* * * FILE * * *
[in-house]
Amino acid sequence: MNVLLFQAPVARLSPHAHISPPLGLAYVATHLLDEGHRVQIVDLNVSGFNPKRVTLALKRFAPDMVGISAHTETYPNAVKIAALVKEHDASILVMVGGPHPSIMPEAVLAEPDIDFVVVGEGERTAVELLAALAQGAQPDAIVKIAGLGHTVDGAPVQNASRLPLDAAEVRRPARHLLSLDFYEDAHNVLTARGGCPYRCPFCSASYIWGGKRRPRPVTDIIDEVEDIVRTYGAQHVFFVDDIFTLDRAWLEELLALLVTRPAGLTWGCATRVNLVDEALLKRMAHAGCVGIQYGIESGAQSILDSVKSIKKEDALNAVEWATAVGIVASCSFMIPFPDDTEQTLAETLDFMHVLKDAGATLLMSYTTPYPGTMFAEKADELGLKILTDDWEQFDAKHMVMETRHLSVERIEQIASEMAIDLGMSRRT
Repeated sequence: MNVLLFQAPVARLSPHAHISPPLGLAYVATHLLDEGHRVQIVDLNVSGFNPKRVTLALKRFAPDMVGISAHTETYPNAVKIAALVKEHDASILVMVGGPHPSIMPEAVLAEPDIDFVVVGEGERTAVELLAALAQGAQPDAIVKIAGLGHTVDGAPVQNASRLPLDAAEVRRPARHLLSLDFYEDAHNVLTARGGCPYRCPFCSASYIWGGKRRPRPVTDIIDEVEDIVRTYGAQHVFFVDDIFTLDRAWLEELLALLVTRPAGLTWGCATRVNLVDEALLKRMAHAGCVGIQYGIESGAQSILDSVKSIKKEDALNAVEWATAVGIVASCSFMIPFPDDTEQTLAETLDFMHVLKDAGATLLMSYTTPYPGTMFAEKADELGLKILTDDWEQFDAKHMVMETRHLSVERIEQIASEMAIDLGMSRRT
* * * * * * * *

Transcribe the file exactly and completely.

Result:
[in-house]
Amino acid sequence: MNVLLFQAPVARLSPHAHISPPLGLAYVATHLLDEGHRVQIVDLNVSGFNPKRVTLALKRFAPDMVGISAHTETYPNAVKIAALVKEHDASILVMVGGPHPSIMPEAVLAEPDIDFVVVGEGERTAVELLAALAQGAQPDAIVKIAGLGHTVDGAPVQNASRLPLDAAEVRRPARHLLSLDFYEDAHNVLTARGGCPYRCPFCSASYIWGGKRRPRPVTDIIDEVEDIVRTYGAQHVFFVDDIFTLDRAWLEELLALLVTRPAGLTWGCATRVNLVDEALLKRMAHAGCVGIQYGIESGAQSILDSVKSIKKEDALNAVEWATAVGIVASCSFMIPFPDDTEQTLAETLDFMHVLKDAGATLLMSYTTPYPGTMFAEKADELGLKILTDDWEQFDAKHMVMETRHLSVERIEQIASEMAIDLGMSRRT
Repeated sequence: MNVLLFQAPVARLSPHAHISPPLGLAYVATHLLDEGHRVQIVDLNVSGFNPKRVTLALKRFAPDMVGISAHTETYPNAVKIAALVKEHDASILVMVGGPHPSIMPEAVLAEPDIDFVVVGEGERTAVELLAALAQGAQPDAIVKIAGLGHTVDGAPVQNASRLPLDAAEVRRPARHLLSLDFYEDAHNVLTARGGCPYRCPFCSASYIWGGKRRPRPVTDIIDEVEDIVRTYGAQHVFFVDDIFTLDRAWLEELLALLVTRPAGLTWGCATRVNLVDEALLKRMAHAGCVGIQYGIESGAQSILDSVKSIKKEDALNAVEWATAVGIVASCSFMIPFPDDTEQTLAETLDFMHVLKDAGATLLMSYTTPYPGTMFAEKADELGLKILTDDWEQFDAKHMVMETRHLSVERIEQIASEMAIDLGMSRRT